The last war crimes suspect indicted by the International Criminal Tribunal for the Former Yugoslavia has been arrested. This brings Serbia a step closer to its goal of EU membership, according to DW's Verica Spasovska.
Just as with the arrest of Ratko Mladic, critics may see the arrest of indicted war criminal Goran Hadzic as part of a Serbian government strategy aimed at moving the country closer to the European Union. It is certainly true that the chief prosecutor at the war crimes tribunal in the Hague, Serge Brammertz, has stepped up pressure on Belgrade to intensify its search for war crimes suspects.
Behind this theory lies the suspicion that the Serbian government has known all along where these war crimes suspects have been hiding, and only arrested them when they could gain the biggest possible political advantage.
Certainty for the victims' relatives
But those who espouse this argument discount the fact that President Boris Tadic is the first Serbian president to make numerous gestures of reconciliation to the country's neighbors.
Deutsche Welle's Verica Spasovska
Just last year he initiated a declaration in the Serbian parliament on Srebrenica, which condemned the 1995 crime against the Bosnian Muslims.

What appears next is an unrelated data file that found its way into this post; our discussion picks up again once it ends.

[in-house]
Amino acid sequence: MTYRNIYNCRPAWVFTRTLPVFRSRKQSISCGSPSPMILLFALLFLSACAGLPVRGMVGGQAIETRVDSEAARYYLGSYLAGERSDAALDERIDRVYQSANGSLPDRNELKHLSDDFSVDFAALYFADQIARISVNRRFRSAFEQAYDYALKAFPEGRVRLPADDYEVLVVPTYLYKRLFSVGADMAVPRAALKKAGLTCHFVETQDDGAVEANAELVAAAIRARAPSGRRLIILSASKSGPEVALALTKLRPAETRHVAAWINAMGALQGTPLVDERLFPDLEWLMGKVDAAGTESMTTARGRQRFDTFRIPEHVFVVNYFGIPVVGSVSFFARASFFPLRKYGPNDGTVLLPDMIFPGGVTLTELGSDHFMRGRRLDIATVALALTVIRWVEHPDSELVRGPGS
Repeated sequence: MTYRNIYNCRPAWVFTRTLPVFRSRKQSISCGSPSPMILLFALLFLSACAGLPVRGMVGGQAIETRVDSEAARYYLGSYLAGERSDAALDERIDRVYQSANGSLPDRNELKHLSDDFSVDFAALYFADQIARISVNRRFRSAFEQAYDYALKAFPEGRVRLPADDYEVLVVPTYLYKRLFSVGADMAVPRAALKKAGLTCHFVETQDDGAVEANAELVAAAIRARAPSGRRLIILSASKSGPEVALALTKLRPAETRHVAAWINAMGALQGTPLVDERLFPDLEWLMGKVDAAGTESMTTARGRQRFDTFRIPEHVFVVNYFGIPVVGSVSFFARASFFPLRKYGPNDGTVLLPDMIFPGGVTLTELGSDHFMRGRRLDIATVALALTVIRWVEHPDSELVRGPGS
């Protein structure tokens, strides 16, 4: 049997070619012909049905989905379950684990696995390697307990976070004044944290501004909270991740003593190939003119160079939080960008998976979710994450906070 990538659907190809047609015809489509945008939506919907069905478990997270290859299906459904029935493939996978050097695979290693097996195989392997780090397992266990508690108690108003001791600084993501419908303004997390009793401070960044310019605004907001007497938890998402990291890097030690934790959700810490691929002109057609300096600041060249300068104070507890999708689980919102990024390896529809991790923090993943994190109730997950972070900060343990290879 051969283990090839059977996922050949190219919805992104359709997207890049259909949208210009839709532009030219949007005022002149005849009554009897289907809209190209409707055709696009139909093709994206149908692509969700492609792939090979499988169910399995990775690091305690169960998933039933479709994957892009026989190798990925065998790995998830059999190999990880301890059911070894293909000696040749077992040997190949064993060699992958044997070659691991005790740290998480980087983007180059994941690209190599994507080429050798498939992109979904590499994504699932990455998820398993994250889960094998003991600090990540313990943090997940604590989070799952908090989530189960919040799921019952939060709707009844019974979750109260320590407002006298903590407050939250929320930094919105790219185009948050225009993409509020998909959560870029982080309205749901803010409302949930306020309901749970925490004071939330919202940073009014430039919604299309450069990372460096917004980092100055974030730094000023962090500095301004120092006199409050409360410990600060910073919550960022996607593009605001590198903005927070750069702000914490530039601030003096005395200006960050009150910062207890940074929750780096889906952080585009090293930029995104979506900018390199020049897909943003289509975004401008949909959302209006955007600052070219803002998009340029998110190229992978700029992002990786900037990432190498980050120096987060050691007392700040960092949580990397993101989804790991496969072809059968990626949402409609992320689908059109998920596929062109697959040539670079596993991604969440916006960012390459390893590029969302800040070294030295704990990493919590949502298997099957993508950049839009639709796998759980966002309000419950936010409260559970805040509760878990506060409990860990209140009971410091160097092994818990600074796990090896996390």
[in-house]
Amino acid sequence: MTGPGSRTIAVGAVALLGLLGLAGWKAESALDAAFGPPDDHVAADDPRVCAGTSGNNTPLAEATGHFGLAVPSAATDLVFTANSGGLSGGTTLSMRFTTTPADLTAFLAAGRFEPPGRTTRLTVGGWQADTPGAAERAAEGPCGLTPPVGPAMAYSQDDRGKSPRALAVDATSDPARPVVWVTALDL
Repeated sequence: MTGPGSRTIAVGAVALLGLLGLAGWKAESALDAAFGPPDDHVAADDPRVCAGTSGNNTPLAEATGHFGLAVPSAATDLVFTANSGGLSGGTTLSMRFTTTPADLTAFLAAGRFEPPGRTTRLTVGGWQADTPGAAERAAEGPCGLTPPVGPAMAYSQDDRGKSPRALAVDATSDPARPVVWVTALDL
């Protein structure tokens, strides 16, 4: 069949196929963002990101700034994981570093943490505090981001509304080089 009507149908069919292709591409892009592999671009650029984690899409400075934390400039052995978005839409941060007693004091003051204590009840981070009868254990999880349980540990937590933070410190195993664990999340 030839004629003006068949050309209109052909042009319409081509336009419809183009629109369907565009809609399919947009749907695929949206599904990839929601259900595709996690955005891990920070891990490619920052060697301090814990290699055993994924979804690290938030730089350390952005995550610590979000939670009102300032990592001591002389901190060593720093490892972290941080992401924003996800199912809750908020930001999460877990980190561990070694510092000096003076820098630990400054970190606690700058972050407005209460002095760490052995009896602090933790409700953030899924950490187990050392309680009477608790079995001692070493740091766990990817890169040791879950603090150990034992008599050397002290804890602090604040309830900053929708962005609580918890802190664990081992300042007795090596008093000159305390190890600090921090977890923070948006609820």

Tadic has more actively sought reconciliation than any of his predecessors, and the arrest of Goran Hadzic will serve to further the process. That's because the guilt for what happened during the war is now dealt with individually, rather than as a collective issue.
The gratification that is currently being felt in Croatia is understandable, as one of the key alleged criminals of the war will now have to answer in court. Not only that, the arrest brings with it hope that the relatives of those who disappeared when Hadzic was in power will learn the fate of their loved ones.
A difficult path
There is little doubt that the arrest of Goran Hadzic has strengthened the position of Serbian President Tadic going into next year's parliamentary elections. The public will support any steps Serbia takes in the direction of the EU.
But there is no guarantee that the path is clear for Serbia to enter accession talks. It still needs to make improvements in several areas, including the fight against corruption and crime, as well as strengthening parliament, which is meant to take control of the intelligence service.
Serbia must demonstrate clear progress in the coming few months. Belgrade's most important challenge on its path to the EU is to solve the Kosovo issue. The arrest of Hadzic has made Serbia's road to the EU somewhat shorter, but it remains a difficult one.
Author: Verica Spasovska / pfd
Editor: Ben Knight